But Nokia has at least made inroads into the smartphone segment, and the company's most recent models suggest it will continue to slowly claw its way back into the higher price bracket.
At Dh1,200, the Lumia 720 comes at a significant discount to the latest iPhones and Samsung Galaxys. It does, however, offer no little bang for buck.
Nokia's Lumia range has a reputation for solid build quality, and the 720 lives up to expectations. Its polycarbonate design is tough and sturdy, and the finish is good.
But the body cannot be opened for battery access, and the ill-conceived slots for the sim and memory cards in the sides of the phone are drawbacks.
Much of the phone's image rests on its colourful casing, and the handset comes in red, yellow and white. While this creates a youthful feel, the Lumia 720 cannot compete with the slickness of an iPhone or even a Galaxy S4.
Instead its garishness indicates its price range. The 4.3-inch scratch-resistant touchscreen is generous.
At just 9mm thickness, it makes for an easy fit in pockets and handbags, and its 128 grams will not make itself a conspicuous presence in either.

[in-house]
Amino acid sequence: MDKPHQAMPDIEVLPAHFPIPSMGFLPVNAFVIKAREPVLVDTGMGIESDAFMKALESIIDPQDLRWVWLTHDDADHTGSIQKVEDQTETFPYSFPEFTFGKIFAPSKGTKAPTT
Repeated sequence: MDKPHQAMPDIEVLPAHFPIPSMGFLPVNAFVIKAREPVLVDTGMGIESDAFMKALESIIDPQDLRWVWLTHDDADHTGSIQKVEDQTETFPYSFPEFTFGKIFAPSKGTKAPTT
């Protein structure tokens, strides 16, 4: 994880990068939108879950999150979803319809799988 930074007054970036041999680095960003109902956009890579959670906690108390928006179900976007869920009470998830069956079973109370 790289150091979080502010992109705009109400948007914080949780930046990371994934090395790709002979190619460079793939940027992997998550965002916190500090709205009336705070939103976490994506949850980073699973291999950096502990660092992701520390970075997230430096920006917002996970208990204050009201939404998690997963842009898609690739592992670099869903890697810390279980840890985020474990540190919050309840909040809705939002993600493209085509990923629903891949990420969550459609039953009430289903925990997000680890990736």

Experts lament that the 800x400 megapixels resolution is no match for many of the 720's competitors. But the screen is sharp, clear and bright, and it displays movies, websites and pictures effectively.
The handset is equipped with Windows Phone8 software, which takes a bit of getting used to after Android or iOS, but it is straightforward and user-friendly. Windows Marketplace lacks the choice of Apple's App store or Google Play, but many favourites like Facebook, Twitter and Netflix are available.
The 6.7-megapixel phone is a step up from earlier models, and comes with a Carl Zeiss Tessar lens.
The dual-core 1GHz processor backed by 512MB Ram is no more than mid-range these days, but Window's streamlined architecture prevents any slowdowns in everyday use.